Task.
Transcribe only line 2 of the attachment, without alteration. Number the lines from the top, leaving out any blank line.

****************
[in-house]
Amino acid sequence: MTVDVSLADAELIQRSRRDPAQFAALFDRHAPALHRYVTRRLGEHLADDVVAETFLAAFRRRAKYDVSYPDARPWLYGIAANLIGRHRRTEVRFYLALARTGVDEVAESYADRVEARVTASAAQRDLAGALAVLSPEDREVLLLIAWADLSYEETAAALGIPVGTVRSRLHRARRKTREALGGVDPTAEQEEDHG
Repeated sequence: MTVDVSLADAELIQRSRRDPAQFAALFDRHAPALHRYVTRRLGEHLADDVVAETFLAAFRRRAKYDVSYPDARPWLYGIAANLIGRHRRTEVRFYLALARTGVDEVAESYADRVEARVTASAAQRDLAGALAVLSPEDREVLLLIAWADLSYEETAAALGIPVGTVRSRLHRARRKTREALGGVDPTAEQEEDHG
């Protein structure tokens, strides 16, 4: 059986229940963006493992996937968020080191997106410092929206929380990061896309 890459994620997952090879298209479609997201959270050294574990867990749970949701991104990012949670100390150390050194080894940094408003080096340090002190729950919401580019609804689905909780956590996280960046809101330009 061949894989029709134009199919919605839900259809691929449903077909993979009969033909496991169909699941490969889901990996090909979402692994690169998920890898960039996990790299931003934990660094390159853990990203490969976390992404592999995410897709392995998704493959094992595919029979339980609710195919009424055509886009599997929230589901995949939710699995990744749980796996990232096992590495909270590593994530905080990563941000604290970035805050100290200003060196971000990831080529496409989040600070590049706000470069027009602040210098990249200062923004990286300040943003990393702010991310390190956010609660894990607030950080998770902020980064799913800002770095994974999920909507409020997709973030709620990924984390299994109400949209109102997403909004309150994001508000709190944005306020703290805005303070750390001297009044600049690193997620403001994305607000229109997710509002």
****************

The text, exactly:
Amino acid sequence: MTVDVSLADAELIQRSRRDPAQFAALFDRHAPALHRYVTRRLGEHLADDVVAETFLAAFRRRAKYDVSYPDARPWLYGIAANLIGRHRRTEVRFYLALARTGVDEVAESYADRVEARVTASAAQRDLAGALAVLSPEDREVLLLIAWADLSYEETAAALGIPVGTVRSRLHRARRKTREALGGVDPTAEQEEDHG